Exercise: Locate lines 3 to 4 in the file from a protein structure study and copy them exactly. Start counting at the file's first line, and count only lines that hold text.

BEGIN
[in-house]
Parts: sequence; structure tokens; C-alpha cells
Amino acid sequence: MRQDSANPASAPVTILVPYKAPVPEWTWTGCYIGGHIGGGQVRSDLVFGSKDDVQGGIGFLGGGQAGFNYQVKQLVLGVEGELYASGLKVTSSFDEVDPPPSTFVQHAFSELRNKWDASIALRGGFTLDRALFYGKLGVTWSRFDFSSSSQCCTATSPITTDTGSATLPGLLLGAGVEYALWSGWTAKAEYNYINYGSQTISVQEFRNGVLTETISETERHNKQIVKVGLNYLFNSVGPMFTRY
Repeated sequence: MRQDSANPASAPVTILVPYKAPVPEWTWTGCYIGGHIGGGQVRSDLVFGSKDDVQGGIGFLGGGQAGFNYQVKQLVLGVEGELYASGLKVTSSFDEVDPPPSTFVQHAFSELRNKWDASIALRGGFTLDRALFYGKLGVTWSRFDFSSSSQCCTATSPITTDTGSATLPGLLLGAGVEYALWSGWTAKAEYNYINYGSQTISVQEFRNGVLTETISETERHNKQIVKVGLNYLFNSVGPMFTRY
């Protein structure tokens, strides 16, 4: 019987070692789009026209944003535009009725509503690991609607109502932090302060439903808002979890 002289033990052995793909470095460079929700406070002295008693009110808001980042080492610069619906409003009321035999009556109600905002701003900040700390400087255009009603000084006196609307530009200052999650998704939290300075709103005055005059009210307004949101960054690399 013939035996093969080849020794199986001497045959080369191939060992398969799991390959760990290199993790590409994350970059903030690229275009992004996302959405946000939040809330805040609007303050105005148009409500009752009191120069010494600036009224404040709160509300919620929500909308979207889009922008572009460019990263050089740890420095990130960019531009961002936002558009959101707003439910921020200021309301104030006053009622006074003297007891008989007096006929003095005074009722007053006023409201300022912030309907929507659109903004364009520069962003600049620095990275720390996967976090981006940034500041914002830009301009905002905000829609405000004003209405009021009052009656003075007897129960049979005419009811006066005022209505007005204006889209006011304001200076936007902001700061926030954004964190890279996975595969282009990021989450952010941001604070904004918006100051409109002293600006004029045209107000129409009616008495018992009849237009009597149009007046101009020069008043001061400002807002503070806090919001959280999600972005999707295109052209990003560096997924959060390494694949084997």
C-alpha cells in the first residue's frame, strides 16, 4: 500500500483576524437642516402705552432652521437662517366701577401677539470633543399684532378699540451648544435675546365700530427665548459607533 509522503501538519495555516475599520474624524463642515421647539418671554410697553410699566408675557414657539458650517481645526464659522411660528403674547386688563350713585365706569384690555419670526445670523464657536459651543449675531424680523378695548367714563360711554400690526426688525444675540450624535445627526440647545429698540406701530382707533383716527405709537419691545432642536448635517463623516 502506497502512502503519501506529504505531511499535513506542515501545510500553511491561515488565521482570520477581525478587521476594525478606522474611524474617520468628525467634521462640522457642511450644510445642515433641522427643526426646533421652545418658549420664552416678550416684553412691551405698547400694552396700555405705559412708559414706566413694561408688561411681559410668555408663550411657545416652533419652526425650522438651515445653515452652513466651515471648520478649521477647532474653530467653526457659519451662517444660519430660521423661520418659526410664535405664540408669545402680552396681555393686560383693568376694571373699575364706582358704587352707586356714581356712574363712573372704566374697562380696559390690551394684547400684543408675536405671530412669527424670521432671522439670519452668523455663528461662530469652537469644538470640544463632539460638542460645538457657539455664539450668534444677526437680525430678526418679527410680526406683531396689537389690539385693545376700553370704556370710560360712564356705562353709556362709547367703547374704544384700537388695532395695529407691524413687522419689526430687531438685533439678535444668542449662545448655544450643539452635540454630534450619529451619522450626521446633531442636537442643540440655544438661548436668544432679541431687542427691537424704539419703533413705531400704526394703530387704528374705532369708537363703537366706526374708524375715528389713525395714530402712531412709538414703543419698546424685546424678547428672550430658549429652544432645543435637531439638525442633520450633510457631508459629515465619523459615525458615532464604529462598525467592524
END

Amino acid sequence: MRQDSANPASAPVTILVPYKAPVPEWTWTGCYIGGHIGGGQVRSDLVFGSKDDVQGGIGFLGGGQAGFNYQVKQLVLGVEGELYASGLKVTSSFDEVDPPPSTFVQHAFSELRNKWDASIALRGGFTLDRALFYGKLGVTWSRFDFSSSSQCCTATSPITTDTGSATLPGLLLGAGVEYALWSGWTAKAEYNYINYGSQTISVQEFRNGVLTETISETERHNKQIVKVGLNYLFNSVGPMFTRY
Repeated sequence: MRQDSANPASAPVTILVPYKAPVPEWTWTGCYIGGHIGGGQVRSDLVFGSKDDVQGGIGFLGGGQAGFNYQVKQLVLGVEGELYASGLKVTSSFDEVDPPPSTFVQHAFSELRNKWDASIALRGGFTLDRALFYGKLGVTWSRFDFSSSSQCCTATSPITTDTGSATLPGLLLGAGVEYALWSGWTAKAEYNYINYGSQTISVQEFRNGVLTETISETERHNKQIVKVGLNYLFNSVGPMFTRY